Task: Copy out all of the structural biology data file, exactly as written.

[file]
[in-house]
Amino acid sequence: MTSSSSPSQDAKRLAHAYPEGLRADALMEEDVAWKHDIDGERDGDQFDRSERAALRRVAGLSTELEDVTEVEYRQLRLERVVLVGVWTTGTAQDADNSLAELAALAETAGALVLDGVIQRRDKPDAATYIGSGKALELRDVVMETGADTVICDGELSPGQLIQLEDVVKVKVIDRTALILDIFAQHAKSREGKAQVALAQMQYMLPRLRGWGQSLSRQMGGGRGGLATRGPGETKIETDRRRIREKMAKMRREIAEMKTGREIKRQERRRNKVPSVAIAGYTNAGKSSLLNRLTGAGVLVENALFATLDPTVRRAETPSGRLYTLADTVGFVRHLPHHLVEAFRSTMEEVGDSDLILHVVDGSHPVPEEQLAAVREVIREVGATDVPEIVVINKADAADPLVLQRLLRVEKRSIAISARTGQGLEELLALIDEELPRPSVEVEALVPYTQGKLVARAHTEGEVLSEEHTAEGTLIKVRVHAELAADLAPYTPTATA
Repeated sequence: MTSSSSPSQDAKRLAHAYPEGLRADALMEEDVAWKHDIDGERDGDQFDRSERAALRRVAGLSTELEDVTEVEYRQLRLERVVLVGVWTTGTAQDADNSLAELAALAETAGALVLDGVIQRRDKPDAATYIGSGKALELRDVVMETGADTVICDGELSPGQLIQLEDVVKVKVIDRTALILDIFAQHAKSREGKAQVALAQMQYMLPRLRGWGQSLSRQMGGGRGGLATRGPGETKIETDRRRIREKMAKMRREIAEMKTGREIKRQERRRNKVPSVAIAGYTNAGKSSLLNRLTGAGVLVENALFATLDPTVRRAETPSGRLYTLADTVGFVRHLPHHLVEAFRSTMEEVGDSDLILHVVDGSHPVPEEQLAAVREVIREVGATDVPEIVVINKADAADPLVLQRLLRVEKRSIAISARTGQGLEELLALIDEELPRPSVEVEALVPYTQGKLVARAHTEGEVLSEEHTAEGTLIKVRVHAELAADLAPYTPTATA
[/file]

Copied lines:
[in-house]
Amino acid sequence: MTSSSSPSQDAKRLAHAYPEGLRADALMEEDVAWKHDIDGERDGDQFDRSERAALRRVAGLSTELEDVTEVEYRQLRLERVVLVGVWTTGTAQDADNSLAELAALAETAGALVLDGVIQRRDKPDAATYIGSGKALELRDVVMETGADTVICDGELSPGQLIQLEDVVKVKVIDRTALILDIFAQHAKSREGKAQVALAQMQYMLPRLRGWGQSLSRQMGGGRGGLATRGPGETKIETDRRRIREKMAKMRREIAEMKTGREIKRQERRRNKVPSVAIAGYTNAGKSSLLNRLTGAGVLVENALFATLDPTVRRAETPSGRLYTLADTVGFVRHLPHHLVEAFRSTMEEVGDSDLILHVVDGSHPVPEEQLAAVREVIREVGATDVPEIVVINKADAADPLVLQRLLRVEKRSIAISARTGQGLEELLALIDEELPRPSVEVEALVPYTQGKLVARAHTEGEVLSEEHTAEGTLIKVRVHAELAADLAPYTPTATA
Repeated sequence: MTSSSSPSQDAKRLAHAYPEGLRADALMEEDVAWKHDIDGERDGDQFDRSERAALRRVAGLSTELEDVTEVEYRQLRLERVVLVGVWTTGTAQDADNSLAELAALAETAGALVLDGVIQRRDKPDAATYIGSGKALELRDVVMETGADTVICDGELSPGQLIQLEDVVKVKVIDRTALILDIFAQHAKSREGKAQVALAQMQYMLPRLRGWGQSLSRQMGGGRGGLATRGPGETKIETDRRRIREKMAKMRREIAEMKTGREIKRQERRRNKVPSVAIAGYTNAGKSSLLNRLTGAGVLVENALFATLDPTVRRAETPSGRLYTLADTVGFVRHLPHHLVEAFRSTMEEVGDSDLILHVVDGSHPVPEEQLAAVREVIREVGATDVPEIVVINKADAADPLVLQRLLRVEKRSIAISARTGQGLEELLALIDEELPRPSVEVEALVPYTQGKLVARAHTEGEVLSEEHTAEGTLIKVRVHAELAADLAPYTPTATA